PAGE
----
Facing Charlottesville and the issue of identity politicsEvents in Charlottesville, Va., have dominated recent news. A white supremacist demonstration — against the decision to remove a statue of Confederate commander Robert E. Lee — with Nazi elements provoked a counterdemonstration, and violence resulted. Horrifically, a car driven by a demonstration supporter was driven into a group of counterdemonstrators, killing one and injuring many others.
What are the priorities of Jewish advocacy groups? One raging debate in constitutional law is over Originalism — interpreting the Constitution as written — and regarding it as a living Constitution subject to adaptation. I play out such a debate in my mind when it comes to Jewish organizations: Have they gone beyond their original missions and, if so, have the original missions been diluted?
Liberal Jews overlook Hillel’s adage ‘If I am not myself, who will be for me?’Then all the elders of Israel gathered themselves together, and came to Samuel unto Ramah. And they said unto him: ‘Behold, thou art old, and thy sons walk not in thy ways; now make us a king to judge us like all the nations. (1 Samuel 8:4-5)Was this the first recorded Jewish attempt at assimilation? “Assimilate” is defined as “to make similar”; it would seem that the elders’ petition would certainly fit this definition.
Muck Rack makes it simple to find people, tweets, or articles that mention any name, keyword, company, hashtag etc. We've compiled this guide to help you make the most of your search.
Selecting a term
Start searching tweets, articles from media outlets, articles mentioned in tweets, journalists'
names, titles and bios with some suggested searches:
Companies or Topics (e.g. iPhone, Microsoft)
Phrases (e.g. "cloud computing") — use quotes to keep the terms together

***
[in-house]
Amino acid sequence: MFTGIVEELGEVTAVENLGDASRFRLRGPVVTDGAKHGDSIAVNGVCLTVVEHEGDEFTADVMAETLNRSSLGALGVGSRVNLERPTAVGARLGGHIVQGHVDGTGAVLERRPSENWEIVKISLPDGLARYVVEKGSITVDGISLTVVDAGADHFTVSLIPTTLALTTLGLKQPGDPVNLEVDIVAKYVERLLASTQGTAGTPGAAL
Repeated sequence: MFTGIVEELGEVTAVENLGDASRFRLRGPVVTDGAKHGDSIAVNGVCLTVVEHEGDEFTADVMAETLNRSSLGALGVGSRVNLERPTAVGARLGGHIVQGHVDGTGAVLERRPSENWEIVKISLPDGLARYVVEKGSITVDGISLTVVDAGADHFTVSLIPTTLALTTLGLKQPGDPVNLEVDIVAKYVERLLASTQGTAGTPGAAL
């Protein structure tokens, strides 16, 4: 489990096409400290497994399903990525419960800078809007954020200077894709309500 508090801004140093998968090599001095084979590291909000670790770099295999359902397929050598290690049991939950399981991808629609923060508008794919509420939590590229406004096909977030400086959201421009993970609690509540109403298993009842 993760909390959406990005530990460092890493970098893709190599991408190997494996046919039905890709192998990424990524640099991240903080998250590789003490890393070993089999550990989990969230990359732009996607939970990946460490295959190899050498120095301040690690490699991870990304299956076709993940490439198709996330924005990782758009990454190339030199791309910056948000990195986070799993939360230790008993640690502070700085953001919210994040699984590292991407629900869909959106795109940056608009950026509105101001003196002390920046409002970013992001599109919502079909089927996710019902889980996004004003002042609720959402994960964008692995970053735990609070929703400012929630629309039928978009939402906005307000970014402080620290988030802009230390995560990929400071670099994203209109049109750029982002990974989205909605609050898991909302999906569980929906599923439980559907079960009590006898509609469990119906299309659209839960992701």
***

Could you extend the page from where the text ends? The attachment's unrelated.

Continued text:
Twitter handles (e.g. @username) — returns those who have mentioned or replied to
Names (e.g. "David Pogue")
Hashtags (e.g. #sxsw, #london2012)
Bio details (e.g. vegan, Olympics, father)
Muck Rack's Advanced Search allows for many boolean operators.
Find results that mention multiple specified terms, use AND or
+. For example, ensure each result contains both Elon Musk and Mark Zuckerberg by
searching Obama AND Romney or Obama + Romney.
Use the operators OR or , to broaden your search when you'd like either of
multiple terms to appear in results. (This is the default behavior of our search when no operators
are used.) For example, search for democrat OR republican to find results that refer to
Democrats and/or Republicans.
Use NOT or - to subtract results from your search. For
example, searching Disney will yield results about the Walt Disney Company as well as Walt Disney
World Resort. To exclude mentions of Disney World, search for Disney -World or Disney
When using one of these operators with a phrase, enclose it in quotation marks. For example, you can
find results about smartphones excluding Apple's iPhone 4S by searching smartphone -"iPhone
Exact case matching or punctuation
If you're searching for a brand name or keyword that relies on specific punctuation marks or capitalization, you can
find results that match your exact query by adding matchcase: before the keyword you're searching for, like matchcase:E*TRADE .
Use parentheses to separate multiple
boolean phrases. For example, to find journalists talking about having fun in Disney World or
Disneyland, search for ("disney world" OR disneyland) AND fun.
An asterisk can be used to search for any variation of a root word truncated by the asterisk. For example, searching for admin* will return results for administrator, administration, administer, administered, etc.
A near operator is an AND operator where you can control the distance between the words. You can vary the distance the near operation uses by adding a forward slash and number (between 0-99) such as strawberries NEAR/10 "whipped cream", which means the strawberries must exist within 10 words of "whipped cream".